For the first time since the COVID-19 pandemic, the Oyster River community was able to come together for a locally sourced community dinner.
On Thursday, February 2, 2023, a community dinner, which was put together by the Oyster River Cooperative School District (ORCSD) Sustainability Committee and the Oyster River High School (ORHS) Sustainability Club,hosted over 250 people in the ORHS cafeteria from 5 pm to 6 :30 pm. The locally sourced spaghetti dinner also included a presentation from the Sustainability Club, and booths from local sustainability groups.
The Sustainability Club began planning the community dinner after some of its members attended the Youth Climate Leaders Academy (YCLA) in December. Here, Chloe Hawkes (’23), a senior at ORHS and member of the Sustainability Club, felt inspired to focus more on food waste within the Oyster River community. “At YCLA it became really apparent through workshopping and mind mapping that one element that hadn’t really been examined yet was the input side of food waste throughout our school district, and the sustainability of our food.” So, along with others, Hawkes began to look deeper into the issues of food waste within the high school, and saw the community dinner as a way to bring awareness to this issue.
According to Jon Bromley, a science teacher at ORHS and the advisor of the Sustainability Club, the conversation surrounding restarting the community dinner came naturally between the two main groups involved. “[The Sustainability Committee] started wondering about a community dinner at the same time as the sustainability club, so some of our members began attending the district
Doris Demers, the Director of Child Nutrition Programs for ORCSD, coordinated the food aspects of the dinner
, with the hope of showing the community how good school lunches can be at Oyster River. “We wanted to do acommunity dinner because a lot of people, parents included, think about school meals as what they had when they were in school. This event has definitely changed those thoughts, and I think it helps people to appreciate what we’re doing for their kids and feel more inclined to let their kids eat at school knowing that we bring in fresh, locally sourced food.” Demers believes events like the community dinner help shift the bias against school lunches, encouraging others to participate in the lunch program alongside their peers.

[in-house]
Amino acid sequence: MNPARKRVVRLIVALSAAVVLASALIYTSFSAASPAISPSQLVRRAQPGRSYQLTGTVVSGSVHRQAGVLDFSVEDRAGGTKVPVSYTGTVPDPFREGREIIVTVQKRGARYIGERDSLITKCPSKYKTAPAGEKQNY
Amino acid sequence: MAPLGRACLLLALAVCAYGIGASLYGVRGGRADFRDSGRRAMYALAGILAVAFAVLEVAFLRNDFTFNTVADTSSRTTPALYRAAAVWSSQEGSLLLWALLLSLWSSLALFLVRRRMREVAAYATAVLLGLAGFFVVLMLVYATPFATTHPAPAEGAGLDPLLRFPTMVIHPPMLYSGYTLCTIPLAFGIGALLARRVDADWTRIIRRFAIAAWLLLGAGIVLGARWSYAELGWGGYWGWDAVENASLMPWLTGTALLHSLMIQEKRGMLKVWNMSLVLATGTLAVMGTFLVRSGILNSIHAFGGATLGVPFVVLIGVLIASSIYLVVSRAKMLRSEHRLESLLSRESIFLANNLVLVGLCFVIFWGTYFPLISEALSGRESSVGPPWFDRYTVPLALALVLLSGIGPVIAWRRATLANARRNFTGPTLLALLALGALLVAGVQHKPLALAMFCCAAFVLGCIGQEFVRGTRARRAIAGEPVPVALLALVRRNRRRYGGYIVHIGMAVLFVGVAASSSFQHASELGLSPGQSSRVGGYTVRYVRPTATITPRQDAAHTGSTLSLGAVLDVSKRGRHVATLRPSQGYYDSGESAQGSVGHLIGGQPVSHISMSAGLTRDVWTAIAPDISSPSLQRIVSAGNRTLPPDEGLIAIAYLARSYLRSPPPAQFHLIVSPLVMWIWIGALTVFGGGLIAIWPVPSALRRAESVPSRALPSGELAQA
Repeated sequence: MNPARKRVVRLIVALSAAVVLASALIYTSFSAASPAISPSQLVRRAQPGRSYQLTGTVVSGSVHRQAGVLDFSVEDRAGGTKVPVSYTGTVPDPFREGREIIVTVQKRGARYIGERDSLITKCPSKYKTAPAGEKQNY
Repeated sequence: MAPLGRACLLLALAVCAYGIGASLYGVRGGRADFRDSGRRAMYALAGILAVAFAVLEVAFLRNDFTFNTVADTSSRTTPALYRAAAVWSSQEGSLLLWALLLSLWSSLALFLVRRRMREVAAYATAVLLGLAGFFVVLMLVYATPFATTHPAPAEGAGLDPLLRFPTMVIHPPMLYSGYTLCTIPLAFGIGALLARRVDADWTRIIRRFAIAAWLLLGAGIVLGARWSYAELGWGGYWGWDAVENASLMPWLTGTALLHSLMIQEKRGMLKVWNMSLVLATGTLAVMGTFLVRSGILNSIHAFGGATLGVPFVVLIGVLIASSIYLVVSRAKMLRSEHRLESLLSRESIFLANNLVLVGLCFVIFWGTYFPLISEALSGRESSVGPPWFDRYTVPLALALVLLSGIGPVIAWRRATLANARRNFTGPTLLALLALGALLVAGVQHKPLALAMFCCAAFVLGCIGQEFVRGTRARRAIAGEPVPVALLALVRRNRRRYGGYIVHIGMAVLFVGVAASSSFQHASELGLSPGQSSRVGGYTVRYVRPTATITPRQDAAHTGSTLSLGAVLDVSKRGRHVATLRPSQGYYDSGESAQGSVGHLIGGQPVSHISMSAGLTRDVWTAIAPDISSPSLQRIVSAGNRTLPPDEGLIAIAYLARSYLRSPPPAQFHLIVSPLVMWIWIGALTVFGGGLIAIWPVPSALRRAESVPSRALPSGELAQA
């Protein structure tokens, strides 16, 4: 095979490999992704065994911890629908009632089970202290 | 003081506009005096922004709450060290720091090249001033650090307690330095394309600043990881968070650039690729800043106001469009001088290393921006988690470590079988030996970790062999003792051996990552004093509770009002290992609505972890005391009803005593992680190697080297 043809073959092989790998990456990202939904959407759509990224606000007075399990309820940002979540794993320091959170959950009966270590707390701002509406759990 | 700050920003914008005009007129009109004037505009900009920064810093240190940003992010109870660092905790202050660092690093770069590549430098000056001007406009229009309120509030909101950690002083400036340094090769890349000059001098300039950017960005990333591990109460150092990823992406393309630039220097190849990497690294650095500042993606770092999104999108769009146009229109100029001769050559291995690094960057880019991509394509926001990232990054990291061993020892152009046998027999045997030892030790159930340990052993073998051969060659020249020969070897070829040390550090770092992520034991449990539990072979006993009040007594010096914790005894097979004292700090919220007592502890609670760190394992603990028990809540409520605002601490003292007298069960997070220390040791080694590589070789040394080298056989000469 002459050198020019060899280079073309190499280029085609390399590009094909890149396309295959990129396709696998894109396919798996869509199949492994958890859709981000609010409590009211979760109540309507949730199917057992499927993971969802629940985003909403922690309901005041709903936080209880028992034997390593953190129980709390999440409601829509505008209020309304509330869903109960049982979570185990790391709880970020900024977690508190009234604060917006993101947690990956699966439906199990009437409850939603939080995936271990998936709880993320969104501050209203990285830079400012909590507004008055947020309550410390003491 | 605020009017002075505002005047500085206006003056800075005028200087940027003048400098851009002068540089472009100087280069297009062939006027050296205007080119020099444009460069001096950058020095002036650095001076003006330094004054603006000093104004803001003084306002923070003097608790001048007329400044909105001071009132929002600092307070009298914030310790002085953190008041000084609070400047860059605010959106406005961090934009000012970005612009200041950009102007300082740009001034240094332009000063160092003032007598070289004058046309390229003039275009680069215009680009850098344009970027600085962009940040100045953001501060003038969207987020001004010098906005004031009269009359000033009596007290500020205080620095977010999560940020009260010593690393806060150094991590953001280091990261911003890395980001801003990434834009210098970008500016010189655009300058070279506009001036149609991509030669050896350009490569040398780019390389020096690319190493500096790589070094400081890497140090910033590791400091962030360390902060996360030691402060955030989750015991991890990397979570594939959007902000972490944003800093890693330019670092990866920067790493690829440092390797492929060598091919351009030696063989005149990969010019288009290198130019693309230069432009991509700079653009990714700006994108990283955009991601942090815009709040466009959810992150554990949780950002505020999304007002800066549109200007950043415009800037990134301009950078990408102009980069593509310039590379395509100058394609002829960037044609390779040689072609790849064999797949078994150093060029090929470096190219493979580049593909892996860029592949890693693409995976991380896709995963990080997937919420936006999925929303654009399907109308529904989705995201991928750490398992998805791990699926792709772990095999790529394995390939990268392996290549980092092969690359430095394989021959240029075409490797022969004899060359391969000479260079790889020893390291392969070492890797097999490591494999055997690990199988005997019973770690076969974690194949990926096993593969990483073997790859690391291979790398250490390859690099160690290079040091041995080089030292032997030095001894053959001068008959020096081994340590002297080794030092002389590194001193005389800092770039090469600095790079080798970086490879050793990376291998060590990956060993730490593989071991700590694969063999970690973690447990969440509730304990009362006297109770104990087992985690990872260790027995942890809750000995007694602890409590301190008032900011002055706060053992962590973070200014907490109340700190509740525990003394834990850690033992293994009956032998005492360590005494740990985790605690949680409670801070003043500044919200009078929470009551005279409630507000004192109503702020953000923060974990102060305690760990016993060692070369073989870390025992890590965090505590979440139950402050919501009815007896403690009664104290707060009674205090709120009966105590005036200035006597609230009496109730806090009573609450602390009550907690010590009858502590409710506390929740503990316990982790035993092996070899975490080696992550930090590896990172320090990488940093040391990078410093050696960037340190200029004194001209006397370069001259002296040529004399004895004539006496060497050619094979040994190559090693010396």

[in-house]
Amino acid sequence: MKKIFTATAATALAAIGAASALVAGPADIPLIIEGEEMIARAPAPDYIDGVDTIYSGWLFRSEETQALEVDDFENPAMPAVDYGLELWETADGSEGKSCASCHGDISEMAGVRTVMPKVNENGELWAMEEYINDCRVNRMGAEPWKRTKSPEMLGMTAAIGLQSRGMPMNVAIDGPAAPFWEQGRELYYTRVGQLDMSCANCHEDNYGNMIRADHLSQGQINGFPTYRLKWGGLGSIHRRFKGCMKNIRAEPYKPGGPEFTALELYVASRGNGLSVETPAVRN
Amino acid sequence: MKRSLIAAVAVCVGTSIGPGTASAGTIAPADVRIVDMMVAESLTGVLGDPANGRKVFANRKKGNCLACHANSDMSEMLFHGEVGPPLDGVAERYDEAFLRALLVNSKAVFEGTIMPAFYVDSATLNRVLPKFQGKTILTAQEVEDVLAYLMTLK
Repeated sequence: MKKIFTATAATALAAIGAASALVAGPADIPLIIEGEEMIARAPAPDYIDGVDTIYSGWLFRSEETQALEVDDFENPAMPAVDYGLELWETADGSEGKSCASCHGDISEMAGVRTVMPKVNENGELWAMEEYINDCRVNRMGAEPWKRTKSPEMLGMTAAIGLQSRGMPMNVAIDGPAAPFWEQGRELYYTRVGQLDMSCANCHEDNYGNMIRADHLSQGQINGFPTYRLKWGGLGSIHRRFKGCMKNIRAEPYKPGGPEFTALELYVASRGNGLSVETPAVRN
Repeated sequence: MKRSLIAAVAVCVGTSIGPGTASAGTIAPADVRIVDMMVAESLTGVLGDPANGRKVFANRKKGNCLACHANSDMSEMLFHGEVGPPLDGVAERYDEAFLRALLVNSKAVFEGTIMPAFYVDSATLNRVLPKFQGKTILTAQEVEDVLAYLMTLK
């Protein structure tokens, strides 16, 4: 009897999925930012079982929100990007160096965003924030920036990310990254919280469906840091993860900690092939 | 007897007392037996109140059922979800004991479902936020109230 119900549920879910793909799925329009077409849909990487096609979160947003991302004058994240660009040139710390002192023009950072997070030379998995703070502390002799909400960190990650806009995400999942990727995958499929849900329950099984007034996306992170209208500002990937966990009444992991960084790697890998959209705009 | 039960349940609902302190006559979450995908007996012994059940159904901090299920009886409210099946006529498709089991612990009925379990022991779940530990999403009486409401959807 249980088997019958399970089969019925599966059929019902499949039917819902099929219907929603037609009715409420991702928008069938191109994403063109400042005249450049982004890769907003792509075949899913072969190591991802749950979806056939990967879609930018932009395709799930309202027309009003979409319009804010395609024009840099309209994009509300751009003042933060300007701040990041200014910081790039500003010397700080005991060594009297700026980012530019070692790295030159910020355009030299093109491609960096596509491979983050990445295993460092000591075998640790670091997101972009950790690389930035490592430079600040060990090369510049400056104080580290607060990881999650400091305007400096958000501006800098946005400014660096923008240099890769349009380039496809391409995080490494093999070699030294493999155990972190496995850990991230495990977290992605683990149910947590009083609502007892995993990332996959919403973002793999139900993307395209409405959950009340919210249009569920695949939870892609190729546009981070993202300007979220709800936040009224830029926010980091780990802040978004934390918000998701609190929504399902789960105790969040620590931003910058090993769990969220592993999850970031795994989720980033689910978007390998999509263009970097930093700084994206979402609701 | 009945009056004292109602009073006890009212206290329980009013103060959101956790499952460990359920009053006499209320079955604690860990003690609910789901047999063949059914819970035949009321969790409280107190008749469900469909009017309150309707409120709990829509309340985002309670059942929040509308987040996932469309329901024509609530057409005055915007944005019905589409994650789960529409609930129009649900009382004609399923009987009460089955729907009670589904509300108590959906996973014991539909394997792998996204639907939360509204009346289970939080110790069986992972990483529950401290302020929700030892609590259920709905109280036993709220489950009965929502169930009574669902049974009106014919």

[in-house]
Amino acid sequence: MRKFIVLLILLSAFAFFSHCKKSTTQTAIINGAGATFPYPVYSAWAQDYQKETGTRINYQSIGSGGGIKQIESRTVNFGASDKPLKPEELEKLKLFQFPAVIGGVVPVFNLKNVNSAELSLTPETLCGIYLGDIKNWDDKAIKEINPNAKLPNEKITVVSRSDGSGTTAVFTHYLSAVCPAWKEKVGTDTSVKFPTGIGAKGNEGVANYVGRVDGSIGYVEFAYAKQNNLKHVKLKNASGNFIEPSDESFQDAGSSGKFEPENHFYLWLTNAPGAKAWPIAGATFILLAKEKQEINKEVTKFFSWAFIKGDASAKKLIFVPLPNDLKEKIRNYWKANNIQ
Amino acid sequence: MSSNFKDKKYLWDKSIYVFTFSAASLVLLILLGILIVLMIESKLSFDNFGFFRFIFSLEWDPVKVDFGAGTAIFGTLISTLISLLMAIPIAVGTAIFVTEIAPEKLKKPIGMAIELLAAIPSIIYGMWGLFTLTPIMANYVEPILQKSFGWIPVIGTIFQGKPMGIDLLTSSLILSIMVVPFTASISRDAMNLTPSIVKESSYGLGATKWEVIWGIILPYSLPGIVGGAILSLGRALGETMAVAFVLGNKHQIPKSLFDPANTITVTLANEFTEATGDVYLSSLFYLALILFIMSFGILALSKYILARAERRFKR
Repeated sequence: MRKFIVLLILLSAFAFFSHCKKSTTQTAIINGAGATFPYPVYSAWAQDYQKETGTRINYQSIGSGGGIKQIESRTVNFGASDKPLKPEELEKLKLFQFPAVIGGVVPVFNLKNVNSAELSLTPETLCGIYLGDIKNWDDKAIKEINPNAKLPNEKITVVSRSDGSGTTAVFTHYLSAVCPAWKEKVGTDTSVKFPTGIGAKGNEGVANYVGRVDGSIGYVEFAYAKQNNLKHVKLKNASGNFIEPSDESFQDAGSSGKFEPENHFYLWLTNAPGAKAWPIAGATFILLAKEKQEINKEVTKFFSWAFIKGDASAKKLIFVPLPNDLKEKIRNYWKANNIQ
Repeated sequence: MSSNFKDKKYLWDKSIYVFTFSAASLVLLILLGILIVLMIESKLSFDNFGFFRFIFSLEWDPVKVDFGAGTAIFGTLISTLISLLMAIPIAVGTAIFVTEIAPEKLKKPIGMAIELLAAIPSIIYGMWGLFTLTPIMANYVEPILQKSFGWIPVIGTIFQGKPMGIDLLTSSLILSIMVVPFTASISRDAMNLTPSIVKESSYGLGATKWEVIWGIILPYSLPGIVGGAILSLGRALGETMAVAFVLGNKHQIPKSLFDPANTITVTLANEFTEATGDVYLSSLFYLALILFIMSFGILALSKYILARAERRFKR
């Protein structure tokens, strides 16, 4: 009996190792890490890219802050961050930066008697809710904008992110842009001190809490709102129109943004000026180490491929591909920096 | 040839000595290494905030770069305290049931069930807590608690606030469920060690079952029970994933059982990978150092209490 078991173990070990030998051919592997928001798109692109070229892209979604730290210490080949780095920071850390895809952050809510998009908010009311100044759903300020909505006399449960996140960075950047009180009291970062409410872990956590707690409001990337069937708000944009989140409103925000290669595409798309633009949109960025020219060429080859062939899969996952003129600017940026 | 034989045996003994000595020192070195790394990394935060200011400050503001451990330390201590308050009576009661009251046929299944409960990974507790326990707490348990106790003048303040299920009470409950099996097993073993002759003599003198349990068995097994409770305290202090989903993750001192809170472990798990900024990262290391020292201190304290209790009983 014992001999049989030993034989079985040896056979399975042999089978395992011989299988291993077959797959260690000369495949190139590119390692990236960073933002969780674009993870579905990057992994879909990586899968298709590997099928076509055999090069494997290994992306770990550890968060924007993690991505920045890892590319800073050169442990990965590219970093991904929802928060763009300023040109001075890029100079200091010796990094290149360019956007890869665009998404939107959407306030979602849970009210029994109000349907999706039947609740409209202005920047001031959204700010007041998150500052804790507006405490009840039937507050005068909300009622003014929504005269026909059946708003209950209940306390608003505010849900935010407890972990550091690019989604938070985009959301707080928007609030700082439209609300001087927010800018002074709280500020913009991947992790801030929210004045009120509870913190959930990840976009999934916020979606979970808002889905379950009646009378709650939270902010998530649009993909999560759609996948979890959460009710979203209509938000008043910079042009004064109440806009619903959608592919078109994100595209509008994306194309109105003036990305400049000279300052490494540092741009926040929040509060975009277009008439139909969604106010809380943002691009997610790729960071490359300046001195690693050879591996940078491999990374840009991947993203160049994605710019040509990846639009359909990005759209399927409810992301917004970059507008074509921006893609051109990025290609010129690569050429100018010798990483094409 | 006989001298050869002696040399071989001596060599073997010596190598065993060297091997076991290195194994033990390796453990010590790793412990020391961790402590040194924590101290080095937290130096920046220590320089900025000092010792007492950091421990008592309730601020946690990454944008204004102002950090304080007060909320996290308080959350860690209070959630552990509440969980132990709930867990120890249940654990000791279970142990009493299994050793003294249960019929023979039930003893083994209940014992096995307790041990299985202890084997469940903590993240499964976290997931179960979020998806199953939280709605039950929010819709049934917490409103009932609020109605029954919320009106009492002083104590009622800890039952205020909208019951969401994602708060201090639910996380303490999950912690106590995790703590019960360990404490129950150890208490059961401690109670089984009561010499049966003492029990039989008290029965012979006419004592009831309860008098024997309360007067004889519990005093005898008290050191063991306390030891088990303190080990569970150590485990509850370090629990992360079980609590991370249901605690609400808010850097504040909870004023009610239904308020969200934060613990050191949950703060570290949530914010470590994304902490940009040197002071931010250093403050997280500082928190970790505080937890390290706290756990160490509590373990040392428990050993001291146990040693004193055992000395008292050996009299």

Bromley feels that the collaboration in organizing the event helped to make it as successful as it was. “[When working together], everyone had their little niche, and it all came together. It was easy. It wasn’t stressful…everything was pretty evenly distributed, and I feel like that led to the success of having over 200 people show up from the community.”
Micheline Hagan, a community member who attended the dinner, thought the dinner was wonderful. “I was surprised by how well attended it was, but it was really nice to see so many people of all ages coming together, especially after the pandemic.”
With such a large number of community members who attended this dinner, Hawkes and Bromley both hope that this will inspire others to be more conscious about their food waste and overall sustainable practices.
“I think things like this are a great way to inspire individual household action,” said Hawkes. “I think one of the greatest takeaways for people is that it’s okay to be contributing on a smaller scale…one of the goals of this community dinner was to show people that they aren’t in it alone in making those smaller differences, and together, we could make a larger impact.”
Bromley reiterated this. “It was a success in terms of just a community night, because when you build that community, you build connection, and the shared ownership of something which can make
s hard things, like sustainability and climate change, easier to work through…it reminds you that you’re not alone, but part of a group, and community.” This sense of community is something that many people value, so being able to foster that within the topic of sustainability has been a huge success for Oyster River.
On top of community building, Hagan feels these events are important for making change within our district. “I think it’s events like these that really make a difference. When you have communities and groups who are encouraging you to make these conscious changes, like sustainability, and reminding you of them, I think it helps all of us change our habits and change our culture.”
While sustainability and food waste are huge topics to tackle, there is hope that this community dinner was a step in the right direction, and that with the success of it, they will be able to hold more community dinners in the near future.
“I think this dinner was a starting point,” said Bromley. “I think it will help to start a theme of acknowledging, respecting, elevating, and drawing attention to people who are doing work within the food systems world and the ways in which we can be more sustainable within our food sources.”
By bringing attention to food waste, Hawkes hopes the dinner will help to push our district in the direction of overall awareness and action in terms of sustainability within our schools.
“I think that it’s going to be a very long journey to make Oyster River sustainable, and specifically in terms of food waste, but we are moving in the right direction. A lot more needs to be done in terms of student outreach and the overall culture that we are forming as a district surrounding sustainability, including curriculum and how we can begin involving students with sustainable practices at a young age, but this is definitely a move in the right direction.”
– Sarah Laliberte